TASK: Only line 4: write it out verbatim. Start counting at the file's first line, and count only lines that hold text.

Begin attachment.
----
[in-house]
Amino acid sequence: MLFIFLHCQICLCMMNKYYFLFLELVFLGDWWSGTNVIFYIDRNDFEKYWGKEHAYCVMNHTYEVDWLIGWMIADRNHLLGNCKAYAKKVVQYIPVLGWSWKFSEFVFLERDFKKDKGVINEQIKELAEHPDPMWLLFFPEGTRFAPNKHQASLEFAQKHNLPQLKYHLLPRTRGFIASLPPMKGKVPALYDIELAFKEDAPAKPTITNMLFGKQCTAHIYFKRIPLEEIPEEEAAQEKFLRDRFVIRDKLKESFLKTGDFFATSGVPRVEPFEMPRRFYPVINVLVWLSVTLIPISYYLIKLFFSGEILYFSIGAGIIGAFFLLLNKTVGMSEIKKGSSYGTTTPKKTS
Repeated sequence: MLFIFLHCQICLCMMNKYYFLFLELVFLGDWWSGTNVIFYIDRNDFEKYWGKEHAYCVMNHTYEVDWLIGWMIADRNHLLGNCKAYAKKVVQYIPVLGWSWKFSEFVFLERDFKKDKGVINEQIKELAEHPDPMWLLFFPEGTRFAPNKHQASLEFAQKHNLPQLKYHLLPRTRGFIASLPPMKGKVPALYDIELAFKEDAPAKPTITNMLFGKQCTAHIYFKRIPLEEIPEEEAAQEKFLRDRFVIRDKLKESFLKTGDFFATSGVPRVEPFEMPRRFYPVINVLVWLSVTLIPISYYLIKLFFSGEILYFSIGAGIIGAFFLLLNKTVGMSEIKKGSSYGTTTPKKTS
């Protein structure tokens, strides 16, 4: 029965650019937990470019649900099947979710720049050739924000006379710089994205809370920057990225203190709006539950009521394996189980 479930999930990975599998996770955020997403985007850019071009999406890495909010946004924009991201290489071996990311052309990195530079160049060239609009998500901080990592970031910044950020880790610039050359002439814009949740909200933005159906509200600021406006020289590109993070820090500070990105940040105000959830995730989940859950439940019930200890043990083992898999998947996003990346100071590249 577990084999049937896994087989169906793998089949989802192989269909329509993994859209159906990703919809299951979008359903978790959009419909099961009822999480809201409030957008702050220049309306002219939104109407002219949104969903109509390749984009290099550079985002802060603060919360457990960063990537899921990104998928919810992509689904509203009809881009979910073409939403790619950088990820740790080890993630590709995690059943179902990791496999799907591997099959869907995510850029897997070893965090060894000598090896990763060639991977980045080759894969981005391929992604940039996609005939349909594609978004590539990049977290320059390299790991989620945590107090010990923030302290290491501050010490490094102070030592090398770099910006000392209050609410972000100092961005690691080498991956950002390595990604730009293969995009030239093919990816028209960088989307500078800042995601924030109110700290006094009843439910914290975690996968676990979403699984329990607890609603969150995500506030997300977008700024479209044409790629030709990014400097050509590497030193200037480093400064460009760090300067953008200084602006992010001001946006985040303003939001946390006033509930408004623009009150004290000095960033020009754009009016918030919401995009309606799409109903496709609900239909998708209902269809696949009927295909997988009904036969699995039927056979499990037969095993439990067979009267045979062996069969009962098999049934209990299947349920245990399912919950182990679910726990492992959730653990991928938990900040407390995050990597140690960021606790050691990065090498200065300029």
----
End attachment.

């Protein structure tokens, strides 16, 4: 029965650019937990470019649900099947979710720049050739924000006379710089994205809370920057990225203190709006539950009521394996189980 479930999930990975599998996770955020997403985007850019071009999406890495909010946004924009991201290489071996990311052309990195530079160049060239609009998500901080990592970031910044950020880790610039050359002439814009949740909200933005159906509200600021406006020289590109993070820090500070990105940040105000959830995730989940859950439940019930200890043990083992898999998947996003990346100071590249 577990084999049937896994087989169906793998089949989802192989269909329509993994859209159906990703919809299951979008359903978790959009419909099961009822999480809201409030957008702050220049309306002219939104109407002219949104969903109509390749984009290099550079985002802060603060919360457990960063990537899921990104998928919810992509689904509203009809881009979910073409939403790619950088990820740790080890993630590709995690059943179902990791496999799907591997099959869907995510850029897997070893965090060894000598090896990763060639991977980045080759894969981005391929992604940039996609005939349909594609978004590539990049977290320059390299790991989620945590107090010990923030302290290491501050010490490094102070030592090398770099910006000392209050609410972000100092961005690691080498991956950002390595990604730009293969995009030239093919990816028209960088989307500078800042995601924030109110700290006094009843439910914290975690996968676990979403699984329990607890609603969150995500506030997300977008700024479209044409790629030709990014400097050509590497030193200037480093400064460009760090300067953008200084602006992010001001946006985040303003939001946390006033509930408004623009009150004290000095960033020009754009009016918030919401995009309606799409109903496709609900239909998708209902269809696949009927295909997988009904036969699995039927056979499990037969095993439990067979009267045979062996069969009962098999049934209990299947349920245990399912919950182990679910726990492992959730653990991928938990900040407390995050990597140690960021606790050691990065090498200065300029």